Momento Mori

Posted: October 11, 2011 in Medical, Morgue, Theology, Unusual Findings, Weird
Tags: , , , , , , , ,

Today’s find is more historical interest, I don’t find this macabre I find it very poignant.

The invention of photography might well be something we take for granted, after all we can happily wander around with digital cameras, phone camera’s and video cameras, we can snap anything we fancy, we can have a reel of 400 digital images to delete and never think about it…

But I think we should, imagine the age before photography where sketches, memories and sculptures caught the vision of the long deceased? Wouldn’t they marvel at even one small snap we produce?

From 1839 the invention of the daguerreotype was the first commercially successful photography, this meant pictures of the family could be taken however for the most part this was used as a momento for children. It’s worth noting here that the child mortality rate was high and often this would be the only pictorial reference.

http://www.coffinworks.org/I also found this if you are in England, may have to try to take a trip!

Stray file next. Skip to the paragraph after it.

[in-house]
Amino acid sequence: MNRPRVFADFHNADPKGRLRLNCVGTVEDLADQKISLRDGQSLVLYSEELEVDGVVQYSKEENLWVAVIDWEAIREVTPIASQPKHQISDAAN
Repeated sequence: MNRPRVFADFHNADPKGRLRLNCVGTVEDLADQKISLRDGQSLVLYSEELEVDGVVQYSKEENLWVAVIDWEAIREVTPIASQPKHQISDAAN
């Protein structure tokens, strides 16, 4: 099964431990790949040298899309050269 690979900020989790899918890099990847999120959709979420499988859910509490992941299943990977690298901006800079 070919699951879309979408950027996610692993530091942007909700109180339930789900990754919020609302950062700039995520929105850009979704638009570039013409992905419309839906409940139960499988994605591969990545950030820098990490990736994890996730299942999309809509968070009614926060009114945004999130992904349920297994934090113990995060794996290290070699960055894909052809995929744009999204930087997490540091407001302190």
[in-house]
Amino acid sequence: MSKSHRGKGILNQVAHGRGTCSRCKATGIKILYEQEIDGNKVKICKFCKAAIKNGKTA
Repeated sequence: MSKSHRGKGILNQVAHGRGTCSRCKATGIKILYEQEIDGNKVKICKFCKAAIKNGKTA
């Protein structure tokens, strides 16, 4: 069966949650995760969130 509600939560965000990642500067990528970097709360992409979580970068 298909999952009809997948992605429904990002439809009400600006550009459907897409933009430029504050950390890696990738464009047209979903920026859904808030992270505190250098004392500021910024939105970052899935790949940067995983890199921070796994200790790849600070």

Of course it wasn’t restricted to children, originally they pictures might only be portrait shots but later on this adapted to other things, such as the coffin, or perhaps even props. For the children this might be a photo of the babe in the cot with toys, as time went on there was more thought put into the rosy cheeks or other little details.

This was a more popular trend in Europe than it was in the United States. I don’t know why because it’s America that has a Coffin Museum…
Postmortem man

Advertisements
Comments
  1. Artery says:

    I think the high infant mortality rate and the novelty of photography were the reasons for this trend. Seems very morbid to us but then death was a far more common occurrence then.

Leave a Reply

Fill in your details below or click an icon to log in:

WordPress.com Logo

You are commenting using your WordPress.com account. Log Out / Change )

Twitter picture

You are commenting using your Twitter account. Log Out / Change )

Facebook photo

You are commenting using your Facebook account. Log Out / Change )

Google+ photo

You are commenting using your Google+ account. Log Out / Change )

Connecting to %s